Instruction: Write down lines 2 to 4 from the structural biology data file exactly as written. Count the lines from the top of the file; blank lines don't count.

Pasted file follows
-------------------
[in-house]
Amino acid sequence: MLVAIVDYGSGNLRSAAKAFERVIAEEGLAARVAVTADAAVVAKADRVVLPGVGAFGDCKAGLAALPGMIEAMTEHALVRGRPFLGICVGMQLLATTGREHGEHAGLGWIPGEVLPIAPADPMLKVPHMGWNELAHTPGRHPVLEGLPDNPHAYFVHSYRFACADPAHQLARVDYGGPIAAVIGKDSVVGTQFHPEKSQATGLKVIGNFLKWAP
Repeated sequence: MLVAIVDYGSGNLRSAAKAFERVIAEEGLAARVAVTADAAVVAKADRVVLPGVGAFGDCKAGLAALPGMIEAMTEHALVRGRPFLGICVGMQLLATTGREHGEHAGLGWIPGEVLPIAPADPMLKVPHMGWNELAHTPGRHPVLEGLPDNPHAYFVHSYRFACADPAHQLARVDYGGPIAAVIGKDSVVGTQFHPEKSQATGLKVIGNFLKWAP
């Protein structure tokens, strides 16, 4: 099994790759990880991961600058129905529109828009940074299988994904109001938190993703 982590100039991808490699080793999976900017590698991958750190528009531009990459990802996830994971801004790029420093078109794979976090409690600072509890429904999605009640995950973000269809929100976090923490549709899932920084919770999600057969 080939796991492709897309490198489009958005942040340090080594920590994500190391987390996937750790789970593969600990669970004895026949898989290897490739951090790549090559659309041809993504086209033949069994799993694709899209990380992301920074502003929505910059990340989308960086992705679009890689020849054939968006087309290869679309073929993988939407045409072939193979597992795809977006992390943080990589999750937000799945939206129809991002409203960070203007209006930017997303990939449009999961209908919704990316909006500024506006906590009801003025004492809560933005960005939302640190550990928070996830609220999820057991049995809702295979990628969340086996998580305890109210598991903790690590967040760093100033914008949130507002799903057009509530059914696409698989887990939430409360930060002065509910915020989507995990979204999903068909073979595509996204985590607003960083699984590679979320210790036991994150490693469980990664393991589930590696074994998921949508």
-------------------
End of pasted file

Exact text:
Amino acid sequence: MLVAIVDYGSGNLRSAAKAFERVIAEEGLAARVAVTADAAVVAKADRVVLPGVGAFGDCKAGLAALPGMIEAMTEHALVRGRPFLGICVGMQLLATTGREHGEHAGLGWIPGEVLPIAPADPMLKVPHMGWNELAHTPGRHPVLEGLPDNPHAYFVHSYRFACADPAHQLARVDYGGPIAAVIGKDSVVGTQFHPEKSQATGLKVIGNFLKWAP
Repeated sequence: MLVAIVDYGSGNLRSAAKAFERVIAEEGLAARVAVTADAAVVAKADRVVLPGVGAFGDCKAGLAALPGMIEAMTEHALVRGRPFLGICVGMQLLATTGREHGEHAGLGWIPGEVLPIAPADPMLKVPHMGWNELAHTPGRHPVLEGLPDNPHAYFVHSYRFACADPAHQLARVDYGGPIAAVIGKDSVVGTQFHPEKSQATGLKVIGNFLKWAP
């Protein structure tokens, strides 16, 4: 099994790759990880991961600058129905529109828009940074299988994904109001938190993703 982590100039991808490699080793999976900017590698991958750190528009531009990459990802996830994971801004790029420093078109794979976090409690600072509890429904999605009640995950973000269809929100976090923490549709899932920084919770999600057969 080939796991492709897309490198489009958005942040340090080594920590994500190391987390996937750790789970593969600990669970004895026949898989290897490739951090790549090559659309041809993504086209033949069994799993694709899209990380992301920074502003929505910059990340989308960086992705679009890689020849054939968006087309290869679309073929993988939407045409072939193979597992795809977006992390943080990589999750937000799945939206129809991002409203960070203007209006930017997303990939449009999961209908919704990316909006500024506006906590009801003025004492809560933005960005939302640190550990928070996830609220999820057991049995809702295979990628969340086996998580305890109210598991903790690590967040760093100033914008949130507002799903057009509530059914696409698989887990939430409360930060002065509910915020989507995990979204999903068909073979595509996204985590607003960083699984590679979320210790036991994150490693469980990664393991589930590696074994998921949508």